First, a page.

Also known as the Fairy Tree, the Lonely Bush, and the Queen of May, the Hawthorn is an interesting tree in Celtic Mythology. It was celebrated for its incredible beauty and its ability to support life, yet deeply feared and respected, for it was said to be homed to fairies who would curse any who harmed it.
The Beauty of Spring
Hawthorn has a distinct blossom, made up of tiny, delicate white petals which completely cover the plant in spring.
The blossoming of the Hawthorn is symbolic, signalling the end of the dark, cold winter nights, and the beginning of spring, fertility and new life.
At the festival of Beltane, young women would hold a twig of Hawthorn blossom to attract a husband.
The Fairy Tree:
The most common moniker for the Hawthorn is the Fairy Tree. So named because it was believed to be home to the fairies who lived in the Hawthorn to look after it. This name persists in some parts of Scotland and Ireland even today.
In Celtic Mythology, Fairies were not friendly, harmless sparkling little creatures that live at the bottom of your garden.
Fairies were feared and respected across the Celtic Nations, with tales of kidnapping and curses abound, so the Hawthorn was treated with care and respect.
In Irish tradition, strips of torn cloth were attached to the Hawthorn to appease the fairy guardians who live in it. This practice is still carried out today, in modern day Celtic countries it’s customary to attach small cloth rags or ribbons to a Hawthorn at Beltane, especially if the tree grows by a well.
Fear of the Hawthorn:
The Hawthorn is a tree of opposites, with several interesting juxtapositions that were not missed by the Celts.
In spring, the beautiful blossoms signal new life and the end of winter, but the blossoms hide the large, needle sharp thorns which cover the tree. In Celtic times, any infected wound could have been fatal, due to the lack of antibiotics so the Hawthorn especially was treated with care.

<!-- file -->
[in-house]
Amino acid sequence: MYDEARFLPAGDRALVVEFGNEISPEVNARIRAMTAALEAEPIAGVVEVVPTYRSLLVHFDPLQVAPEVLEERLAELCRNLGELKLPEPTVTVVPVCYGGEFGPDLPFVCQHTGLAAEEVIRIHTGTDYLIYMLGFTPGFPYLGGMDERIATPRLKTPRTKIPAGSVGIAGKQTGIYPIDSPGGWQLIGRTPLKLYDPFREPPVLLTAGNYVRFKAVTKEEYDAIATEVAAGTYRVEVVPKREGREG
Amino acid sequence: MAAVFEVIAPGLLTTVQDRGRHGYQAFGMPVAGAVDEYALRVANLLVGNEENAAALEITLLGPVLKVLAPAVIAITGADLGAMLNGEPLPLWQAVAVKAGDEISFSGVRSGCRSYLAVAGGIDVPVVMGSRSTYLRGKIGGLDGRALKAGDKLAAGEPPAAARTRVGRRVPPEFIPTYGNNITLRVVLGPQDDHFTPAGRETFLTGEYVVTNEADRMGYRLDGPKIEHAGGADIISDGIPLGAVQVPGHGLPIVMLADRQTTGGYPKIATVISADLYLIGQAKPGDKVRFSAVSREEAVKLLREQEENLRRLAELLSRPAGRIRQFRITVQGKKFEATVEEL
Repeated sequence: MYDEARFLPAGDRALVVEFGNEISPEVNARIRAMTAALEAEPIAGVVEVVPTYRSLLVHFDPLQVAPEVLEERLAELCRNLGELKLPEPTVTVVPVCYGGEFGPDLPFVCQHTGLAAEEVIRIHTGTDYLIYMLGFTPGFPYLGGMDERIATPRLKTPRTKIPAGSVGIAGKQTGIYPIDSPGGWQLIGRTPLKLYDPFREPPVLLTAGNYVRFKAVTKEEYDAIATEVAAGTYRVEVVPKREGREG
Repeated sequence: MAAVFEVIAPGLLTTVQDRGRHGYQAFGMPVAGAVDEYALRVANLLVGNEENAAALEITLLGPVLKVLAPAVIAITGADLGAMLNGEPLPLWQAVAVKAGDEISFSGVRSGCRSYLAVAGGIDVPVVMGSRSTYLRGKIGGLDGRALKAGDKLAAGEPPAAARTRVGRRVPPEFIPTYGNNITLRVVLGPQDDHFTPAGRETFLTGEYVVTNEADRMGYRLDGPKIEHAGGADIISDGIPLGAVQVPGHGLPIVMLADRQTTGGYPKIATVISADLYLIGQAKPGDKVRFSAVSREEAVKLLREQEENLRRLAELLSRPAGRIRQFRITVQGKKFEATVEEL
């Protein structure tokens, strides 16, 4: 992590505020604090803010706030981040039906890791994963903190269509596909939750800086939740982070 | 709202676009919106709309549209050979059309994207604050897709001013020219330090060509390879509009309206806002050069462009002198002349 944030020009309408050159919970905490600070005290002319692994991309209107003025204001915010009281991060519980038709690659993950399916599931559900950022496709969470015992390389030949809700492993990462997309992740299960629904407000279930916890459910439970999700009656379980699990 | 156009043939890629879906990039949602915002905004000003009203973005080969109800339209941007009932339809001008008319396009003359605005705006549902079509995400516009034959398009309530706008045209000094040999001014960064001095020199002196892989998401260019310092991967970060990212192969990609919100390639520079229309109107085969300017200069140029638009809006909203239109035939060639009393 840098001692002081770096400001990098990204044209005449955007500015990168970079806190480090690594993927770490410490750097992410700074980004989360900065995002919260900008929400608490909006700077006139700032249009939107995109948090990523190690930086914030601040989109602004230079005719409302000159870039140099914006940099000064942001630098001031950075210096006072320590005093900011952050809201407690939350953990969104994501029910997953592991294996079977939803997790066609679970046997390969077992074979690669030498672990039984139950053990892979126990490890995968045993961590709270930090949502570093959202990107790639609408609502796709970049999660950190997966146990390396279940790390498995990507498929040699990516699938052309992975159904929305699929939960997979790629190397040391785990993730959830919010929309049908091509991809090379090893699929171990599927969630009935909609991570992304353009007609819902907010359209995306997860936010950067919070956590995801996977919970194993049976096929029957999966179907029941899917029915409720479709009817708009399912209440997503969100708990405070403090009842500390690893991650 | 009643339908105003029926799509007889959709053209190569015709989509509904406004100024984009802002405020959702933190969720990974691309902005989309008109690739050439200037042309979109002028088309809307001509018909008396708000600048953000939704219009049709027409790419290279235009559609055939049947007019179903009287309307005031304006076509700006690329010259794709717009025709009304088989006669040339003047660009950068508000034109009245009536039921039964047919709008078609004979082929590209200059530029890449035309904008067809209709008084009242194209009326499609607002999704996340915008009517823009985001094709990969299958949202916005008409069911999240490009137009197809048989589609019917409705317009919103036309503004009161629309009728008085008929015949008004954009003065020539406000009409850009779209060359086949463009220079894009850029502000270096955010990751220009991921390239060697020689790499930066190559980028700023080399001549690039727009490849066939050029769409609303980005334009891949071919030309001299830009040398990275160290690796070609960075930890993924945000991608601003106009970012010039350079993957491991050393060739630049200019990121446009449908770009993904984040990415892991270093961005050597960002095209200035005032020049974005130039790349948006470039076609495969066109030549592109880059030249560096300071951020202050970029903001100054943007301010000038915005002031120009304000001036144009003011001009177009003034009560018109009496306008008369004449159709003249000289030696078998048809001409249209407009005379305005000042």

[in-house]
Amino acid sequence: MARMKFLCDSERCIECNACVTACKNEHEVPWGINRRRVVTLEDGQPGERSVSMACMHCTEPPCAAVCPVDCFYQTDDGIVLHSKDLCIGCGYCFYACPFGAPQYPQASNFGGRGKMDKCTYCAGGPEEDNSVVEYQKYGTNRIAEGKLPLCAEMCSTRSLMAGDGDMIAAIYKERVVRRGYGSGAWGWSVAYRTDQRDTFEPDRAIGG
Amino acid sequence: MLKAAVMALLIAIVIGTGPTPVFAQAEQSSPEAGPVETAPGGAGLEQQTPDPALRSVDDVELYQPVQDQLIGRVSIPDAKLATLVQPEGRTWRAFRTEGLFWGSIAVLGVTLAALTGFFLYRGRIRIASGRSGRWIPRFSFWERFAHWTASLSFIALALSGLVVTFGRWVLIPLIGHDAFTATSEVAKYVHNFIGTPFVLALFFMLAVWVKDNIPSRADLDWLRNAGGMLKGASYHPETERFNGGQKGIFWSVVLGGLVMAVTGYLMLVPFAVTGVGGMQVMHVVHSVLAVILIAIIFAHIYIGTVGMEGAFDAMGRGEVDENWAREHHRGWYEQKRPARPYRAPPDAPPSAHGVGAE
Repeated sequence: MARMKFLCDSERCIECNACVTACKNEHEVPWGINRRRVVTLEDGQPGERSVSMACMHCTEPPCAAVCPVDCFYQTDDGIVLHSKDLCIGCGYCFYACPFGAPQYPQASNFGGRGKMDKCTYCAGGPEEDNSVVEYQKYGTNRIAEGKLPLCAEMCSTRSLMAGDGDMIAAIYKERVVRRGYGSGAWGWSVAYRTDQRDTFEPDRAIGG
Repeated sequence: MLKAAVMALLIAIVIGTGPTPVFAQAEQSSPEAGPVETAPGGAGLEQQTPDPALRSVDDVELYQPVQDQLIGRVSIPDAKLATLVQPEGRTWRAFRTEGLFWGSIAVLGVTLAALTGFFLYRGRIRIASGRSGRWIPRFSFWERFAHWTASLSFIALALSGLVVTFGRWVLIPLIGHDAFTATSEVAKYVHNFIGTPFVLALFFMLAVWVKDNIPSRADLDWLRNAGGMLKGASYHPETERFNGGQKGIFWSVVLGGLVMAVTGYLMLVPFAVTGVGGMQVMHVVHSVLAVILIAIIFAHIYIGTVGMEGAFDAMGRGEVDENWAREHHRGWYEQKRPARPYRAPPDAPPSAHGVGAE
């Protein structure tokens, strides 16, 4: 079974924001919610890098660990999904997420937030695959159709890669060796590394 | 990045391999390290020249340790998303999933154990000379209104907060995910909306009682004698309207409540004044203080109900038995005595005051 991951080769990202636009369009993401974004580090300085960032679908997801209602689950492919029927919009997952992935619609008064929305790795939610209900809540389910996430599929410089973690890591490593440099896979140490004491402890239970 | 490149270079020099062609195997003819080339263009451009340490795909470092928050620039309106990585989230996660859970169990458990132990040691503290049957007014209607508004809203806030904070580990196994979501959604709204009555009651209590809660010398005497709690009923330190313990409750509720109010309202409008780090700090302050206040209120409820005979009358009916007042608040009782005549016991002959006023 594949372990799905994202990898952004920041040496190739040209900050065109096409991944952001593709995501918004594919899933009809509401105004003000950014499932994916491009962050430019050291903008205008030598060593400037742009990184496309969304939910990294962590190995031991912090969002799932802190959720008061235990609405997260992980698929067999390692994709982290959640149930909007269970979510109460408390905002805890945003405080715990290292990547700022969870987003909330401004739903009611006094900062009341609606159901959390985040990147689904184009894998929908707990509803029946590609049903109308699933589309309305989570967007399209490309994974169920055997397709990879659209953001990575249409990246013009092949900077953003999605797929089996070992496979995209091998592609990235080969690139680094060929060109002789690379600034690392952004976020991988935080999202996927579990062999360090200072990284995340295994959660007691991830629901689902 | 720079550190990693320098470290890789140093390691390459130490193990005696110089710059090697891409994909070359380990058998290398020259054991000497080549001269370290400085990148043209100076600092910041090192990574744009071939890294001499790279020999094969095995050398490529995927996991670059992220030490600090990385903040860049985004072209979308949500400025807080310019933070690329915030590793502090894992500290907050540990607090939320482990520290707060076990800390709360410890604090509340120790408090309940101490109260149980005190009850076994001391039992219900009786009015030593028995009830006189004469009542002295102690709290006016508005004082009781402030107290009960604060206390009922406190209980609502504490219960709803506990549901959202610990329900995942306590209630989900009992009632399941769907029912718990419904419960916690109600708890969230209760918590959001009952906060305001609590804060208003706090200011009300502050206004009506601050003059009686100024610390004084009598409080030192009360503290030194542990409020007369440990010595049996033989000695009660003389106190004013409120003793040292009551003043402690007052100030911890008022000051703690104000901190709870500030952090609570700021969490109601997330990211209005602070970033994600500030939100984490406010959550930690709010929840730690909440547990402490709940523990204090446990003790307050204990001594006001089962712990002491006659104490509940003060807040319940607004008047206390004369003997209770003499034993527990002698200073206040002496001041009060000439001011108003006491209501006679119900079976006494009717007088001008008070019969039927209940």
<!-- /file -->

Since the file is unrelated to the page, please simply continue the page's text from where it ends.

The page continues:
When in bloom, although the Hawthorn looks beautiful, the blossom is said to smell like death, due to the chemicals found in the plant which are also found in decaying flesh.
In Medieval England, it was remarked that the Hawthorn smelled like the Bubonic Plague, which was spreading across London at the time.
The tree is both admired for its life giving and protective properties, yet feared for its fairy inhabitants and their wrathful nature, should anyone damage the tree.
The story of the Downpatrick fairy tree:
This fear of Hawthorn continues even to this day, with countless stories of curses, kidnappings and injuries after damaging a Hawthorn or disturbing the fairies who protect them.
One such story, from Downpatrick in Northern Ireland tells of the felling of a Hawthorn to build a road. The Irish road workers knew the tales and refused to hurt the tree, leaving the entire tree for the English foreman to take care of himself.
Not believing the stories the foreman cut the tree, and as he did, hundreds of little white mice emerged from under the roots. As the mice scattered in to the surrounding countryside, the workers believed this to be the fairy guardians of the tree and further refused to work on the road.
As the foreman was transporting soil from the spot of the uprooted Hawthorn, a nearby horse became frightened, and ended up crushing the foreman against a wall, injuring him badly and eventually causing him to lose his leg.
Provider of Life:
Hawthorn has an almost unmatched capacity to support local wildlife. Hawthorn tree or hedgerow is often teeming with life, and the Celts definitely noticed this.
Birds, insects, mice and other small rodents all make their home in the tree and around the roots.
The berries of the Hawthorn (called Haws) ripen throughout the year, turning from green through spring an early summer to a deep red in August with the coming of autumn. The berries persist throughout autumn and often in to winter, providing food for people and birds.
Hawthorn in the Ogham Alphabet:
Hawthorn is known in the Ogham as ‘Huathe’ (and occasionally as ‘Huethe’) and represents the letter H.
It’s the sixth letter of the Ogham alphabet, and is formed by one vertical line, with a shorter horizontal line extending from the centre, to the left.